|Re: [eigen] Another LDLt issue|
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- To: eigen@xxxxxxxxxxxxxxxxxxx
- Subject: Re: [eigen] Another LDLt issue
- From: Benoit Jacob <jacob.benoit.1@xxxxxxxxx>
- Date: Mon, 30 Mar 2009 15:21:36 +0200
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Oops. In fact, invertibility won't help, and I'm not sure at all that
LDLt (even pivoting) exists for all self-adjoint matrices. I mean, I
"this factorization can be used for any square, symmetrical matrix"
but I don't see anything there backing this assertion, it seems to me
that it's wrong, and at least the formulas that they give fail for the
>So a generalization of LDLt handling non-positive matrices would have
>to assume invertibility. It would work for self-adjoint invertible
>matrices. Why not. Are you still interested in that?
>The next question would then be: implement as separate dec or as a
>variant of LDLt controlled by a template parameter?
2009/3/30 Benoit Jacob <jacob.benoit.1@xxxxxxxxx>:
> I had a closer look.
> What happens is that the "positive" assumption allows to restrict the
> pivot lookup to the diagonal. So we get full pivoting at the price of
> partial pivoting.
> What allows us to do that is that the norm of a positive matrix is
> bounded by a multiple of the norm of its diagonal. In particular, if
> the diagonal is zero, then the whole matrix is zero.
> This is really characteristic of positive matrices, it doesn't work
> for general self-adjoint matrices, e.g.
> 0 1
> 1 0
> So a generalization of LDLt handling non-positive matrices would have
> to assume invertibility. It would work for self-adjoint invertible
> matrices. Why not. Are you still interested in that?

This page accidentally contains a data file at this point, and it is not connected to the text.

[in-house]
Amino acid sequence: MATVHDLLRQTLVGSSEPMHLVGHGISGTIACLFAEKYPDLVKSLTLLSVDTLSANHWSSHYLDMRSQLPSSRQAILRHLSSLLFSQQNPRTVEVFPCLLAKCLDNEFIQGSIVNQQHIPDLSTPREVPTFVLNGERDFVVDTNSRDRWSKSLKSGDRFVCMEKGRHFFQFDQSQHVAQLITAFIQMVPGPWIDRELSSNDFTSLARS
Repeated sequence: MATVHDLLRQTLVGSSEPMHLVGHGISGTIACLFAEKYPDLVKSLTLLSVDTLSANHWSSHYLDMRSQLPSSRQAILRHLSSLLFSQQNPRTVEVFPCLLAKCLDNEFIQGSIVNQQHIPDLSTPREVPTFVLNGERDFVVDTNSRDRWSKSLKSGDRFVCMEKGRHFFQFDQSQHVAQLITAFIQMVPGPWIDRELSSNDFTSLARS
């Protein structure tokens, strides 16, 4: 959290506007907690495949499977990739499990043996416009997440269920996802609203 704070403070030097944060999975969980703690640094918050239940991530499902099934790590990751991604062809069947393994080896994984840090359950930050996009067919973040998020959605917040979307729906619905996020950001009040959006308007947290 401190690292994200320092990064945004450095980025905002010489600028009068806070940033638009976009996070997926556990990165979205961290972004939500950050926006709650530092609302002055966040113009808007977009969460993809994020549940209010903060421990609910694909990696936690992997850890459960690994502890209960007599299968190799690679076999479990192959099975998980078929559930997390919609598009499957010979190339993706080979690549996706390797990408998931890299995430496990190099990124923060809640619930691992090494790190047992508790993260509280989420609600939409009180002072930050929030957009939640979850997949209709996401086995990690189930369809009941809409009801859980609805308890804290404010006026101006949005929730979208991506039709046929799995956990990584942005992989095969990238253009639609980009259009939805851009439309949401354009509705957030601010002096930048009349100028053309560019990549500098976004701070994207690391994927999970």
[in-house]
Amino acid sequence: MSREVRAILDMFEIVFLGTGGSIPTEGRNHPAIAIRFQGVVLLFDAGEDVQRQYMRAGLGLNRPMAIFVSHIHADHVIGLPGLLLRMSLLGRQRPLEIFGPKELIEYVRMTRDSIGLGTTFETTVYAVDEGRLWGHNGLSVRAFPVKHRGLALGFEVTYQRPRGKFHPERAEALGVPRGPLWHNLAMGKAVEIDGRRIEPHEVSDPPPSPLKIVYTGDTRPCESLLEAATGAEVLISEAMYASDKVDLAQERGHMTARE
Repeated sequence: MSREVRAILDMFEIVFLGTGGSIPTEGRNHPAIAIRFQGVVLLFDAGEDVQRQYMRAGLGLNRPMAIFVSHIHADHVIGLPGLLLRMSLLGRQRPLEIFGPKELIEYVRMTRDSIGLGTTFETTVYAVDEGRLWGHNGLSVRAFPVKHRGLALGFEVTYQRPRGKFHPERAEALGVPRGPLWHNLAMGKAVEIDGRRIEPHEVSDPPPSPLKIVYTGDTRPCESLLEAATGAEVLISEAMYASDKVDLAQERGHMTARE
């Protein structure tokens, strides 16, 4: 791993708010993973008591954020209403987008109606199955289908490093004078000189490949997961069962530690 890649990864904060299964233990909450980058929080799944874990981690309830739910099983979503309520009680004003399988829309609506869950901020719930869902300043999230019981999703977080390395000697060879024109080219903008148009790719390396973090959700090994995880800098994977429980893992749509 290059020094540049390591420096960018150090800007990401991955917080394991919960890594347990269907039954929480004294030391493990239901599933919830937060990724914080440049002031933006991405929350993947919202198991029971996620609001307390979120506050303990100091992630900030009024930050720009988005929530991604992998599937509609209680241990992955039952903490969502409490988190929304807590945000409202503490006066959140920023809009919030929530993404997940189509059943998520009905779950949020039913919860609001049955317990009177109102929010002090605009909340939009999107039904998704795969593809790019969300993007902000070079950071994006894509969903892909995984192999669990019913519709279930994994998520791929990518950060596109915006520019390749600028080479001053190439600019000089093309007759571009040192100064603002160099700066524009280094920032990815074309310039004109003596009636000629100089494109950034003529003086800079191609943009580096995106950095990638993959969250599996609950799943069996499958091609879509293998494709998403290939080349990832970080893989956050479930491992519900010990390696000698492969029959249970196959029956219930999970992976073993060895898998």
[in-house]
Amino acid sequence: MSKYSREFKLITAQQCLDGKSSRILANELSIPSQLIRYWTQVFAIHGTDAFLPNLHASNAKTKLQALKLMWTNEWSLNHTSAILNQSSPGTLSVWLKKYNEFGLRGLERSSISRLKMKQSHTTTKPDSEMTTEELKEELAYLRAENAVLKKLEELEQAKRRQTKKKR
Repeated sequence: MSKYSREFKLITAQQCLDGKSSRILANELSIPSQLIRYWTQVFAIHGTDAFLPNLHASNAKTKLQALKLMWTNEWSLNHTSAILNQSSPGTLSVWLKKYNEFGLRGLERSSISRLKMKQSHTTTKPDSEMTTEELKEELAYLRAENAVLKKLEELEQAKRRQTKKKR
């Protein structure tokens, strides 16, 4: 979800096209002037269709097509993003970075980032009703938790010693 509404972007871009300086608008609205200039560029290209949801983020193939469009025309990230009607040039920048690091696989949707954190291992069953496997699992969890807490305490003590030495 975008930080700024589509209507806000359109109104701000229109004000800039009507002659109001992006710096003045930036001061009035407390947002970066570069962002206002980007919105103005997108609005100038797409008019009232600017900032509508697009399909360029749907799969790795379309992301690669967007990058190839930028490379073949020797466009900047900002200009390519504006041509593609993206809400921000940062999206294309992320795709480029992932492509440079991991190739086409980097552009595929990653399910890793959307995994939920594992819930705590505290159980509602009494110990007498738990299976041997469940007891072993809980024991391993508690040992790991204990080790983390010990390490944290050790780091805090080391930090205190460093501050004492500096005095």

> The next question would then be: implement as separate dec or as a
> variant of LDLt controlled by a template parameter?
> By the way, Keir, at line 162:
> m_matrix.block(j, j, size-j, size-j).fill(0); // Zero unreliable data.
> Unless this is backed by experiment, I kind of disagree with this
> line, I don't see how zeroing this noise can be useful, and I can
> think of disadvantages of zeroing: it makes the reconstruction of the
> original matrix more inaccurate, not to mention that it generates more
> 2009/3/30 Benoit Jacob <jacob.benoit.1@xxxxxxxxx>:
>> This is interesting. Indeed it seems that this works for all
>> self-adjoint matrices. I'll try to have a look at it.
>> 2009/3/29 <w.h.greene@xxxxxxxxx>:
>>> I just finished reading a long recent thread on some issues with LDLt.
>>> In some numerical experiments I was doing today, I've come across a
>>> related issue. It appears that the current implementation of LDLt requires
>>> that the matrix be positive definite. This is not strictly necessary for
>>> the LDLt factorization to succeed. It is necessary only that the diagonal
>>> term not be zero during factorization. A negative diagonal term is not,
>>> by itself, a problem.
>>> From reading the previous posts, it appears that a main reason for the
>>> LDLt implementation compared with LLt was to avoid the performance
>>> penalty of a square root. In fact, I think the main benefit of LDLt is that
>>> it can factor both negative- and positive-definite symmetric matrices.
>>> (As an aside, these routinely occur in dynamic analysis of mechanical
>>> I suggest the test in the LDLt factorization routine be changed to
>>> check that abs(diag_term) > eps.
>>> Bill Greene